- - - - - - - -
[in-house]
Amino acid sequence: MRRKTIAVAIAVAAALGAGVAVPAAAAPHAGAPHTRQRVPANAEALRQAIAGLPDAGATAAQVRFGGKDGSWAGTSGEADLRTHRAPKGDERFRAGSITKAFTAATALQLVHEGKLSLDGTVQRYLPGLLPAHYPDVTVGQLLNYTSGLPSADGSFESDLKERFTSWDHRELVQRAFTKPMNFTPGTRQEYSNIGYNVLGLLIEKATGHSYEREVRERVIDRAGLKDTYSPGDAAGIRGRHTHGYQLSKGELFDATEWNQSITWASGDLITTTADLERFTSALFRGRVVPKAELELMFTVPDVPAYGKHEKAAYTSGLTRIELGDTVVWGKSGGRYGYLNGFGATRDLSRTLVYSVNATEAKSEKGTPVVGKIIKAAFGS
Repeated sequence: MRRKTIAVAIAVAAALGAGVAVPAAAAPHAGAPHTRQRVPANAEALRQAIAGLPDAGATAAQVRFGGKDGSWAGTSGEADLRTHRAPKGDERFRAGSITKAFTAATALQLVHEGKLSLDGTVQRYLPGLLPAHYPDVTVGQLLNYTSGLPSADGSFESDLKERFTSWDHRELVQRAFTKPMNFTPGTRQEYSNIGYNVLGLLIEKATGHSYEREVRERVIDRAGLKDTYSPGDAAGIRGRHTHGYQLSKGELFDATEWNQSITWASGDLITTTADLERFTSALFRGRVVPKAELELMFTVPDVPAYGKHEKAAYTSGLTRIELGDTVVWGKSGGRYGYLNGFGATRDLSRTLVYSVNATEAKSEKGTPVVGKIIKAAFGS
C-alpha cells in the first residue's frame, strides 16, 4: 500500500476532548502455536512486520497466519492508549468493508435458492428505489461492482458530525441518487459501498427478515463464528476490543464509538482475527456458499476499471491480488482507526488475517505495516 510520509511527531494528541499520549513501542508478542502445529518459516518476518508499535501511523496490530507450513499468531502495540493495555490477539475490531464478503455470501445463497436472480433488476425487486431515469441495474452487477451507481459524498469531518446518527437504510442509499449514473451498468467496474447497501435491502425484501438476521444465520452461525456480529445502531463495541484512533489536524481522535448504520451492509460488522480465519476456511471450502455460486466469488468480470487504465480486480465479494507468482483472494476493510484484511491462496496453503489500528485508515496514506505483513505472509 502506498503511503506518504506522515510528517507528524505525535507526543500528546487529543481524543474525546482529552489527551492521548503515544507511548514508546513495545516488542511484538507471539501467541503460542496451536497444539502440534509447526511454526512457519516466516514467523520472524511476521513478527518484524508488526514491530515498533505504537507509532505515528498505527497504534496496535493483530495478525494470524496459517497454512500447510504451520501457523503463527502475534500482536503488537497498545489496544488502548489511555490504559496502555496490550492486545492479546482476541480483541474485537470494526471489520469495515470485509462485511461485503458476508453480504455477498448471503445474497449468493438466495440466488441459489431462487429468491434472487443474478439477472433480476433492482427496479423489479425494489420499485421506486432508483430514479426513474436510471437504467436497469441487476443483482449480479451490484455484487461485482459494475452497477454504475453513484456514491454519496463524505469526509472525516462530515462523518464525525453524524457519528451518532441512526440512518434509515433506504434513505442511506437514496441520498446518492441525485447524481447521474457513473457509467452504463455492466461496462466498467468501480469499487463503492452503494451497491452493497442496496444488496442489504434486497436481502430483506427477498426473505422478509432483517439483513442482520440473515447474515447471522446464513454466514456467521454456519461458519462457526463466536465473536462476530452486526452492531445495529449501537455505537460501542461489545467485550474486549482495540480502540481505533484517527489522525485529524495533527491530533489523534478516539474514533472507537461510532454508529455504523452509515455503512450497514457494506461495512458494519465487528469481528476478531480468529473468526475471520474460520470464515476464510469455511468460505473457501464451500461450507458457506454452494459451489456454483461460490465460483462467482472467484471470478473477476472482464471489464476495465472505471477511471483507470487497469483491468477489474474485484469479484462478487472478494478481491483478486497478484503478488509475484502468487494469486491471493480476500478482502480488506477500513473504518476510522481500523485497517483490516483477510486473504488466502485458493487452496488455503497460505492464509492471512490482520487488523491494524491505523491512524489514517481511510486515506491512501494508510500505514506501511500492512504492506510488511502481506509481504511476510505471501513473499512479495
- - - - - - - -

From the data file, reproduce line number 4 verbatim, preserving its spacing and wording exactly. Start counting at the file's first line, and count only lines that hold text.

C-alpha cells in the first residue's frame, strides 16, 4: 500500500476532548502455536512486520497466519492508549468493508435458492428505489461492482458530525441518487459501498427478515463464528476490543464509538482475527456458499476499471491480488482507526488475517505495516 510520509511527531494528541499520549513501542508478542502445529518459516518476518508499535501511523496490530507450513499468531502495540493495555490477539475490531464478503455470501445463497436472480433488476425487486431515469441495474452487477451507481459524498469531518446518527437504510442509499449514473451498468467496474447497501435491502425484501438476521444465520452461525456480529445502531463495541484512533489536524481522535448504520451492509460488522480465519476456511471450502455460486466469488468480470487504465480486480465479494507468482483472494476493510484484511491462496496453503489500528485508515496514506505483513505472509 502506498503511503506518504506522515510528517507528524505525535507526543500528546487529543481524543474525546482529552489527551492521548503515544507511548514508546513495545516488542511484538507471539501467541503460542496451536497444539502440534509447526511454526512457519516466516514467523520472524511476521513478527518484524508488526514491530515498533505504537507509532505515528498505527497504534496496535493483530495478525494470524496459517497454512500447510504451520501457523503463527502475534500482536503488537497498545489496544488502548489511555490504559496502555496490550492486545492479546482476541480483541474485537470494526471489520469495515470485509462485511461485503458476508453480504455477498448471503445474497449468493438466495440466488441459489431462487429468491434472487443474478439477472433480476433492482427496479423489479425494489420499485421506486432508483430514479426513474436510471437504467436497469441487476443483482449480479451490484455484487461485482459494475452497477454504475453513484456514491454519496463524505469526509472525516462530515462523518464525525453524524457519528451518532441512526440512518434509515433506504434513505442511506437514496441520498446518492441525485447524481447521474457513473457509467452504463455492466461496462466498467468501480469499487463503492452503494451497491452493497442496496444488496442489504434486497436481502430483506427477498426473505422478509432483517439483513442482520440473515447474515447471522446464513454466514456467521454456519461458519462457526463466536465473536462476530452486526452492531445495529449501537455505537460501542461489545467485550474486549482495540480502540481505533484517527489522525485529524495533527491530533489523534478516539474514533472507537461510532454508529455504523452509515455503512450497514457494506461495512458494519465487528469481528476478531480468529473468526475471520474460520470464515476464510469455511468460505473457501464451500461450507458457506454452494459451489456454483461460490465460483462467482472467484471470478473477476472482464471489464476495465472505471477511471483507470487497469483491468477489474474485484469479484462478487472478494478481491483478486497478484503478488509475484502468487494469486491471493480476500478482502480488506477500513473504518476510522481500523485497517483490516483477510486473504488466502485458493487452496488455503497460505492464509492471512490482520487488523491494524491505523491512524489514517481511510486515506491512501494508510500505514506501511500492512504492506510488511502481506509481504511476510505471501513473499512479495